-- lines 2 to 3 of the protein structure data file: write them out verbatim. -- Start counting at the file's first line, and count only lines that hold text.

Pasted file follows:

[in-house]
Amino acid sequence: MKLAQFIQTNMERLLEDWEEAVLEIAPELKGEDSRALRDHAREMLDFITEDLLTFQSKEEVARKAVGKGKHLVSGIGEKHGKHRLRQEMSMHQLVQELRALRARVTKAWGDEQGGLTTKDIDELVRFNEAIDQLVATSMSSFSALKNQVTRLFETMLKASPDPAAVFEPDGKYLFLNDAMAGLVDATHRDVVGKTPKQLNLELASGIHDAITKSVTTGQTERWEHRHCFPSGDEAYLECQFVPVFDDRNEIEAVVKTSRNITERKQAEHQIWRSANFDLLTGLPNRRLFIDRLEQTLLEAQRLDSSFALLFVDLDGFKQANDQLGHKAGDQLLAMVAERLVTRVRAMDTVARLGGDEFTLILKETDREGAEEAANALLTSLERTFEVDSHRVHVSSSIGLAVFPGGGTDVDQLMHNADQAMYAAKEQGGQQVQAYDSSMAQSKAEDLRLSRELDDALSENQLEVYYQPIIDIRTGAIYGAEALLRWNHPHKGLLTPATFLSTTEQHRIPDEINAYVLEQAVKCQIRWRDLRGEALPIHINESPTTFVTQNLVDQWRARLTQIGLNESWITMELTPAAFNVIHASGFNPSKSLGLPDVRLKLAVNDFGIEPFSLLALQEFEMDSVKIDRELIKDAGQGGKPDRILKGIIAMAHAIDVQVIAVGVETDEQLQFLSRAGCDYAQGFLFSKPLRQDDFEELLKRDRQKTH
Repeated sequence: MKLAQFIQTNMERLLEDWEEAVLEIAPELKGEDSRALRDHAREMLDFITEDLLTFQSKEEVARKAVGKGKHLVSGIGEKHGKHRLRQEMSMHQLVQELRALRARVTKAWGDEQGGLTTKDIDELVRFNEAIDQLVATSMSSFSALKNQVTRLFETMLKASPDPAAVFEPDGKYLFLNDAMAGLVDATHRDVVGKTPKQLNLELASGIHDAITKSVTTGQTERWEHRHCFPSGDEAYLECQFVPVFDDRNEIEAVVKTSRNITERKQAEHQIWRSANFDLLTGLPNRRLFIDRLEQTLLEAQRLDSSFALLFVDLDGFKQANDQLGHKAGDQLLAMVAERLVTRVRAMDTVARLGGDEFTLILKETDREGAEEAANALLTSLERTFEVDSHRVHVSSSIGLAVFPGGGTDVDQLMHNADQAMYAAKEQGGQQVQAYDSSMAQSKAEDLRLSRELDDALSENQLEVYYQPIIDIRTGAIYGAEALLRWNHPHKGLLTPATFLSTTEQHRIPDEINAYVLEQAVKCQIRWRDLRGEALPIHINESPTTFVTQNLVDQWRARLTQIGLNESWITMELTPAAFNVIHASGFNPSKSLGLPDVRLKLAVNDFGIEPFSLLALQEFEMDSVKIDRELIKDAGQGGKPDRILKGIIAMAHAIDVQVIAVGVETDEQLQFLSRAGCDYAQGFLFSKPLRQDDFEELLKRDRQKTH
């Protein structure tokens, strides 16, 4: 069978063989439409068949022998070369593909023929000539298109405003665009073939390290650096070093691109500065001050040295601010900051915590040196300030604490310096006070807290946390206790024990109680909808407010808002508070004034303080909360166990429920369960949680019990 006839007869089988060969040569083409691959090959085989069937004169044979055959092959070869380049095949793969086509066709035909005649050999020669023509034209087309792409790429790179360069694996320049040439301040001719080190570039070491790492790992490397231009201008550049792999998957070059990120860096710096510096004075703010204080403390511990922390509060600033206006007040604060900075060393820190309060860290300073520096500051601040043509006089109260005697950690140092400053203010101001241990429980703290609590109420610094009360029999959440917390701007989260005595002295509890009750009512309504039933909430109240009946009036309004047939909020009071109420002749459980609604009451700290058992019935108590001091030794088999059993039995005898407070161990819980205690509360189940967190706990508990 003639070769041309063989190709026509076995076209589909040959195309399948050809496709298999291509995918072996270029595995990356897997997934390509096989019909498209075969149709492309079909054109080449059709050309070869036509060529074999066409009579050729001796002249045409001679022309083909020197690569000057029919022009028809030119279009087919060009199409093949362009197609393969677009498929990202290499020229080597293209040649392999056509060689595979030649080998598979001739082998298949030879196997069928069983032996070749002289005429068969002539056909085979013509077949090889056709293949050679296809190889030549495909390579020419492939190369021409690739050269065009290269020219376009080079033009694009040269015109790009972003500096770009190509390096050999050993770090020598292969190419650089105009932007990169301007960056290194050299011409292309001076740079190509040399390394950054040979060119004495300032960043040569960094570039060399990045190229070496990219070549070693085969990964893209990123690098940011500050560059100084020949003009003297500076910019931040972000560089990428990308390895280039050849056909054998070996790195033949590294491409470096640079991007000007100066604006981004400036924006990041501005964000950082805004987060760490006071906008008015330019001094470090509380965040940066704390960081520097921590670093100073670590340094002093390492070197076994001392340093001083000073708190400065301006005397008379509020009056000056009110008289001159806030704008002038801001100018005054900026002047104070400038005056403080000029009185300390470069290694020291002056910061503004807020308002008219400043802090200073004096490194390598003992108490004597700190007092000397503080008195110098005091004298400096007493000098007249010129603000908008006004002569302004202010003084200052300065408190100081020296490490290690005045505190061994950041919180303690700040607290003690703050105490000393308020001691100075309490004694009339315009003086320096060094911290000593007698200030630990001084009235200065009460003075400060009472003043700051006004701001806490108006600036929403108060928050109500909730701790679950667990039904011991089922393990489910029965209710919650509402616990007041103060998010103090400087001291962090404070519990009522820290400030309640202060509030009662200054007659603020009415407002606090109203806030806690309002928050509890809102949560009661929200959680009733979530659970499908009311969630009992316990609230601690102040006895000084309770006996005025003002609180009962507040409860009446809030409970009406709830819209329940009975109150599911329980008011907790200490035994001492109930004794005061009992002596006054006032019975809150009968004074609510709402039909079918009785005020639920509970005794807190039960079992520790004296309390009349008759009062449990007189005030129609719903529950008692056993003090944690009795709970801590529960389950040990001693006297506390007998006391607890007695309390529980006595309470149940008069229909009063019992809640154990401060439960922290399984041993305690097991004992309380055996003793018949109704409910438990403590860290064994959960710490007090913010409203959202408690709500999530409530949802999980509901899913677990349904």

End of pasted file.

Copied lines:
Amino acid sequence: MKLAQFIQTNMERLLEDWEEAVLEIAPELKGEDSRALRDHAREMLDFITEDLLTFQSKEEVARKAVGKGKHLVSGIGEKHGKHRLRQEMSMHQLVQELRALRARVTKAWGDEQGGLTTKDIDELVRFNEAIDQLVATSMSSFSALKNQVTRLFETMLKASPDPAAVFEPDGKYLFLNDAMAGLVDATHRDVVGKTPKQLNLELASGIHDAITKSVTTGQTERWEHRHCFPSGDEAYLECQFVPVFDDRNEIEAVVKTSRNITERKQAEHQIWRSANFDLLTGLPNRRLFIDRLEQTLLEAQRLDSSFALLFVDLDGFKQANDQLGHKAGDQLLAMVAERLVTRVRAMDTVARLGGDEFTLILKETDREGAEEAANALLTSLERTFEVDSHRVHVSSSIGLAVFPGGGTDVDQLMHNADQAMYAAKEQGGQQVQAYDSSMAQSKAEDLRLSRELDDALSENQLEVYYQPIIDIRTGAIYGAEALLRWNHPHKGLLTPATFLSTTEQHRIPDEINAYVLEQAVKCQIRWRDLRGEALPIHINESPTTFVTQNLVDQWRARLTQIGLNESWITMELTPAAFNVIHASGFNPSKSLGLPDVRLKLAVNDFGIEPFSLLALQEFEMDSVKIDRELIKDAGQGGKPDRILKGIIAMAHAIDVQVIAVGVETDEQLQFLSRAGCDYAQGFLFSKPLRQDDFEELLKRDRQKTH
Repeated sequence: MKLAQFIQTNMERLLEDWEEAVLEIAPELKGEDSRALRDHAREMLDFITEDLLTFQSKEEVARKAVGKGKHLVSGIGEKHGKHRLRQEMSMHQLVQELRALRARVTKAWGDEQGGLTTKDIDELVRFNEAIDQLVATSMSSFSALKNQVTRLFETMLKASPDPAAVFEPDGKYLFLNDAMAGLVDATHRDVVGKTPKQLNLELASGIHDAITKSVTTGQTERWEHRHCFPSGDEAYLECQFVPVFDDRNEIEAVVKTSRNITERKQAEHQIWRSANFDLLTGLPNRRLFIDRLEQTLLEAQRLDSSFALLFVDLDGFKQANDQLGHKAGDQLLAMVAERLVTRVRAMDTVARLGGDEFTLILKETDREGAEEAANALLTSLERTFEVDSHRVHVSSSIGLAVFPGGGTDVDQLMHNADQAMYAAKEQGGQQVQAYDSSMAQSKAEDLRLSRELDDALSENQLEVYYQPIIDIRTGAIYGAEALLRWNHPHKGLLTPATFLSTTEQHRIPDEINAYVLEQAVKCQIRWRDLRGEALPIHINESPTTFVTQNLVDQWRARLTQIGLNESWITMELTPAAFNVIHASGFNPSKSLGLPDVRLKLAVNDFGIEPFSLLALQEFEMDSVKIDRELIKDAGQGGKPDRILKGIIAMAHAIDVQVIAVGVETDEQLQFLSRAGCDYAQGFLFSKPLRQDDFEELLKRDRQKTH